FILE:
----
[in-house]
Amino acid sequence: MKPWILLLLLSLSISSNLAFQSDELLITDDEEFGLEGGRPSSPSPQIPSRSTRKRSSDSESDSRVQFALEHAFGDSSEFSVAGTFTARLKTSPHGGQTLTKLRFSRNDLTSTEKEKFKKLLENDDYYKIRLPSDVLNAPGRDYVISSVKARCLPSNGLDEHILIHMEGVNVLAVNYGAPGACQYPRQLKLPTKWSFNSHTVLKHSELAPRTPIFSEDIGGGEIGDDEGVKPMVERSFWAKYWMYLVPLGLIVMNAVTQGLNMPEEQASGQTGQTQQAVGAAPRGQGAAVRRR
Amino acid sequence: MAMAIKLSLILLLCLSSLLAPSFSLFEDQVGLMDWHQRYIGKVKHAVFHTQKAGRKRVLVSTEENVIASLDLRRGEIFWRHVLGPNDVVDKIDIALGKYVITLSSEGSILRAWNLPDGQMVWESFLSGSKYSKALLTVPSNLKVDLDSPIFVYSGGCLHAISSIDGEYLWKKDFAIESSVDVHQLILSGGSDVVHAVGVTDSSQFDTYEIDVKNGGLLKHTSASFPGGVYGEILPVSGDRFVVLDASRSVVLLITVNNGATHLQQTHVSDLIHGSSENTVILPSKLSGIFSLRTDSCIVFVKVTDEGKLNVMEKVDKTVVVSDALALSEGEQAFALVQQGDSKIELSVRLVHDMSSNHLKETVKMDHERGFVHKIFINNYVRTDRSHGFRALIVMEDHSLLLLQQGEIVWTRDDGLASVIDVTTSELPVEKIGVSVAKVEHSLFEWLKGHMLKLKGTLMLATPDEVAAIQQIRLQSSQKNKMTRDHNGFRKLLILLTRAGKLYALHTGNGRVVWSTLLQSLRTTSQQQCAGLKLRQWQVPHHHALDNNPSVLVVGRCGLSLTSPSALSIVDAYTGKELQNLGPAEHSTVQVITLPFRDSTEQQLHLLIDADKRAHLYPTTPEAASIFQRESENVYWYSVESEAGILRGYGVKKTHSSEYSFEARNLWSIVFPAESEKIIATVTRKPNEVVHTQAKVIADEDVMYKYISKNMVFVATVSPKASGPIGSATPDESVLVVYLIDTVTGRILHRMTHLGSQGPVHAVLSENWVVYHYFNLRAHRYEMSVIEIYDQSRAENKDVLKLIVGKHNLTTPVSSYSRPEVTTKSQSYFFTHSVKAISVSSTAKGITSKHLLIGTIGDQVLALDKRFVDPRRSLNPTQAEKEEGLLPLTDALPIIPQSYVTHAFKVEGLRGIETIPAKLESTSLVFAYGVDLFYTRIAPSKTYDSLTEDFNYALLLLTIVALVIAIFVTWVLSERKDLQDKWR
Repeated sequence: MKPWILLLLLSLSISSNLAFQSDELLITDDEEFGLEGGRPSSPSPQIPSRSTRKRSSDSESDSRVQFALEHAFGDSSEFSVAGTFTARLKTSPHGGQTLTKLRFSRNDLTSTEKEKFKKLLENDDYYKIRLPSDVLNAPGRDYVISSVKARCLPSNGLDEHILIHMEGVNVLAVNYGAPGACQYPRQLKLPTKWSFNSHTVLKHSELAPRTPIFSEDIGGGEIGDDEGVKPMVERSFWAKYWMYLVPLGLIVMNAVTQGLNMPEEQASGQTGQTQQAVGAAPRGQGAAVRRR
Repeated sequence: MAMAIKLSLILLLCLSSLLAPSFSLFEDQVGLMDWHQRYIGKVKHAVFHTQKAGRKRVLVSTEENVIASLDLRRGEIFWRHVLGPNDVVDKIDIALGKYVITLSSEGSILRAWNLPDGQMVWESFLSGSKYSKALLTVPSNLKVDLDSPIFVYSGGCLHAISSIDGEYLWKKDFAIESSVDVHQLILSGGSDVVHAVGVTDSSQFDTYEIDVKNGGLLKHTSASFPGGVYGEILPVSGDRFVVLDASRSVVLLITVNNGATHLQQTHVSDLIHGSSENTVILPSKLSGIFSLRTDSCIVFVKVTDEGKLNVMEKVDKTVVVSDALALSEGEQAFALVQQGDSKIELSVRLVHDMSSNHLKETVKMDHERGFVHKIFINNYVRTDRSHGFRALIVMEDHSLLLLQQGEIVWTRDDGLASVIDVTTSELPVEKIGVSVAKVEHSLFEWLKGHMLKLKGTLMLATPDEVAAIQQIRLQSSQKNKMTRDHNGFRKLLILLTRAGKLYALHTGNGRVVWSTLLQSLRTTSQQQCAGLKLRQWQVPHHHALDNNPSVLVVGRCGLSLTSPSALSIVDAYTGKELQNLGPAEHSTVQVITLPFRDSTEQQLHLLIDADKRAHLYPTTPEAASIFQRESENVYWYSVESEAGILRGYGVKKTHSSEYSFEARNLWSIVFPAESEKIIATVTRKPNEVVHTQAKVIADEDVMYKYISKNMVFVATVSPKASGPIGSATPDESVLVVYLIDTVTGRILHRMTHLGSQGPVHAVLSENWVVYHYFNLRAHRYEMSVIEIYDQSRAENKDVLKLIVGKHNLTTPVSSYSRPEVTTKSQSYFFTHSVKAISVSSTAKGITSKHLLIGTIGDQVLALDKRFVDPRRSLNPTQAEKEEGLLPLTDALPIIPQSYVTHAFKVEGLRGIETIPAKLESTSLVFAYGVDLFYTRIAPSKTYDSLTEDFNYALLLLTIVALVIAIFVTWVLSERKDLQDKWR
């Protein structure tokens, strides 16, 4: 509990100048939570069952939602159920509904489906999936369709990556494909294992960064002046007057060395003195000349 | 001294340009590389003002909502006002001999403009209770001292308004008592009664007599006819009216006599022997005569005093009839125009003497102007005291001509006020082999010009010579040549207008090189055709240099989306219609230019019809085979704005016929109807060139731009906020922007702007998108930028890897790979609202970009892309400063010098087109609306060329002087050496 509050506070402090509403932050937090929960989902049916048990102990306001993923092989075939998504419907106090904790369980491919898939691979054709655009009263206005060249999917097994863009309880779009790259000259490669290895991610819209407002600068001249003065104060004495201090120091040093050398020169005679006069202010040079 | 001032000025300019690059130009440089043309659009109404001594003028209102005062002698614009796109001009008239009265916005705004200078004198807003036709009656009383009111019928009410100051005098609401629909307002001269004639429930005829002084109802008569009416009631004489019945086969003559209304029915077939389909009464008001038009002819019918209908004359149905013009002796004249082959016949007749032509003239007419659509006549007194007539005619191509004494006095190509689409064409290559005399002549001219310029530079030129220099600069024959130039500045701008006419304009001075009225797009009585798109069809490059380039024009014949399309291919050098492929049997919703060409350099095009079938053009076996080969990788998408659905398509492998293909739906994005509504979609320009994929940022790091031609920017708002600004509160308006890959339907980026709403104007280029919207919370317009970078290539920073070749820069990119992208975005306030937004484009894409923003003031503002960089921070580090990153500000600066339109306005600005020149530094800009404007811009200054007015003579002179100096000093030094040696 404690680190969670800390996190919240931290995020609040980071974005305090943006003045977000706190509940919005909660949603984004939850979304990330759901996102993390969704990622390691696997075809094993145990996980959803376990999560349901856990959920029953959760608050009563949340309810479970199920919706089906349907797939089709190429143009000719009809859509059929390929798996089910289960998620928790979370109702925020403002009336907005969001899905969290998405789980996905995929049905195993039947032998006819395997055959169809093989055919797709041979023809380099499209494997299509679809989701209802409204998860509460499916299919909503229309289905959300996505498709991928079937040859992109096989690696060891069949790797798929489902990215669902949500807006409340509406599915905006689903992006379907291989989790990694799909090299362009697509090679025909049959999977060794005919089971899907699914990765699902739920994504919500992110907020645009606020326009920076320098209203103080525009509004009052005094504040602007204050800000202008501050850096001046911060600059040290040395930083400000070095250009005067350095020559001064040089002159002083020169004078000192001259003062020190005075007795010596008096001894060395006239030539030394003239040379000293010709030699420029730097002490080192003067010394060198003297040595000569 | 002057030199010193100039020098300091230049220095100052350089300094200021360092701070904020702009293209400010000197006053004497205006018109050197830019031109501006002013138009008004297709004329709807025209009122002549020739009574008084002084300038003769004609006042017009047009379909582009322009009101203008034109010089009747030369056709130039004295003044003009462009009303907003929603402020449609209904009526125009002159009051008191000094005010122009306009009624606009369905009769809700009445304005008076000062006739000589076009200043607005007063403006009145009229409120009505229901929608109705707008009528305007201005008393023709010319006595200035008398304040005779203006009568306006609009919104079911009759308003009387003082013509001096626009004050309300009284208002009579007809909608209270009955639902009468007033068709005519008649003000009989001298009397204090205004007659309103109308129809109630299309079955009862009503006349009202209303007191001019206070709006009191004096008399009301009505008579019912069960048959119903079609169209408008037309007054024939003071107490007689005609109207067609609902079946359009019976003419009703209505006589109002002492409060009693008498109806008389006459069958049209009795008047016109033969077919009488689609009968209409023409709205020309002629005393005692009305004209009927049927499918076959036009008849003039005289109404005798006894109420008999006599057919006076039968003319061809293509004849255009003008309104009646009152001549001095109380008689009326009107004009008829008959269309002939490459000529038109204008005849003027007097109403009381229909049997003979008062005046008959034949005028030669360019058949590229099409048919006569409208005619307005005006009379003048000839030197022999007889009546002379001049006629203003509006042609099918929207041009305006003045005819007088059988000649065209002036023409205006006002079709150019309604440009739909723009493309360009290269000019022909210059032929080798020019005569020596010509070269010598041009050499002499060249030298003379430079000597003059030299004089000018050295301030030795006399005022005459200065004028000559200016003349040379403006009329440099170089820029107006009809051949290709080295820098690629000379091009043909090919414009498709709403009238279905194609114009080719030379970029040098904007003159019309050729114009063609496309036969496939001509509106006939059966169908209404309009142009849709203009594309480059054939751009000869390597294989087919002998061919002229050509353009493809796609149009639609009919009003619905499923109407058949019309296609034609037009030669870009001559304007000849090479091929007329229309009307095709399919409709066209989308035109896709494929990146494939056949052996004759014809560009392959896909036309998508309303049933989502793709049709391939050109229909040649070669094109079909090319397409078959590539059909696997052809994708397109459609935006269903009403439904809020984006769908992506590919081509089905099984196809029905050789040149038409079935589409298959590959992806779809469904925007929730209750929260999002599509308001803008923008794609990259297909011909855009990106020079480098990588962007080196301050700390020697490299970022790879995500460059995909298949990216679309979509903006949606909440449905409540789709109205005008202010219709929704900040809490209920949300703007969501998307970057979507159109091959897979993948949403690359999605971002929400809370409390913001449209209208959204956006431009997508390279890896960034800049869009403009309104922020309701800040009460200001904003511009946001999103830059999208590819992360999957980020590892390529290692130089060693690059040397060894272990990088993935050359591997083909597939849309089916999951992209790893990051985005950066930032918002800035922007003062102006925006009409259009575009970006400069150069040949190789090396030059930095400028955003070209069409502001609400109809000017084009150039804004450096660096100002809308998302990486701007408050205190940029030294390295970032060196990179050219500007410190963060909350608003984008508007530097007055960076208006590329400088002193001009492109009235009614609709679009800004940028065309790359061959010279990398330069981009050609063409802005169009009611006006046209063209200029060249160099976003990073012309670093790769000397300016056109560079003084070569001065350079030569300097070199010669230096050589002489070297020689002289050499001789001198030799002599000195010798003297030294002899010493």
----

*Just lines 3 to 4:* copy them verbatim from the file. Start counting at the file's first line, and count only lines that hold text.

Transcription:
Amino acid sequence: MAMAIKLSLILLLCLSSLLAPSFSLFEDQVGLMDWHQRYIGKVKHAVFHTQKAGRKRVLVSTEENVIASLDLRRGEIFWRHVLGPNDVVDKIDIALGKYVITLSSEGSILRAWNLPDGQMVWESFLSGSKYSKALLTVPSNLKVDLDSPIFVYSGGCLHAISSIDGEYLWKKDFAIESSVDVHQLILSGGSDVVHAVGVTDSSQFDTYEIDVKNGGLLKHTSASFPGGVYGEILPVSGDRFVVLDASRSVVLLITVNNGATHLQQTHVSDLIHGSSENTVILPSKLSGIFSLRTDSCIVFVKVTDEGKLNVMEKVDKTVVVSDALALSEGEQAFALVQQGDSKIELSVRLVHDMSSNHLKETVKMDHERGFVHKIFINNYVRTDRSHGFRALIVMEDHSLLLLQQGEIVWTRDDGLASVIDVTTSELPVEKIGVSVAKVEHSLFEWLKGHMLKLKGTLMLATPDEVAAIQQIRLQSSQKNKMTRDHNGFRKLLILLTRAGKLYALHTGNGRVVWSTLLQSLRTTSQQQCAGLKLRQWQVPHHHALDNNPSVLVVGRCGLSLTSPSALSIVDAYTGKELQNLGPAEHSTVQVITLPFRDSTEQQLHLLIDADKRAHLYPTTPEAASIFQRESENVYWYSVESEAGILRGYGVKKTHSSEYSFEARNLWSIVFPAESEKIIATVTRKPNEVVHTQAKVIADEDVMYKYISKNMVFVATVSPKASGPIGSATPDESVLVVYLIDTVTGRILHRMTHLGSQGPVHAVLSENWVVYHYFNLRAHRYEMSVIEIYDQSRAENKDVLKLIVGKHNLTTPVSSYSRPEVTTKSQSYFFTHSVKAISVSSTAKGITSKHLLIGTIGDQVLALDKRFVDPRRSLNPTQAEKEEGLLPLTDALPIIPQSYVTHAFKVEGLRGIETIPAKLESTSLVFAYGVDLFYTRIAPSKTYDSLTEDFNYALLLLTIVALVIAIFVTWVLSERKDLQDKWR
Repeated sequence: MKPWILLLLLSLSISSNLAFQSDELLITDDEEFGLEGGRPSSPSPQIPSRSTRKRSSDSESDSRVQFALEHAFGDSSEFSVAGTFTARLKTSPHGGQTLTKLRFSRNDLTSTEKEKFKKLLENDDYYKIRLPSDVLNAPGRDYVISSVKARCLPSNGLDEHILIHMEGVNVLAVNYGAPGACQYPRQLKLPTKWSFNSHTVLKHSELAPRTPIFSEDIGGGEIGDDEGVKPMVERSFWAKYWMYLVPLGLIVMNAVTQGLNMPEEQASGQTGQTQQAVGAAPRGQGAAVRRR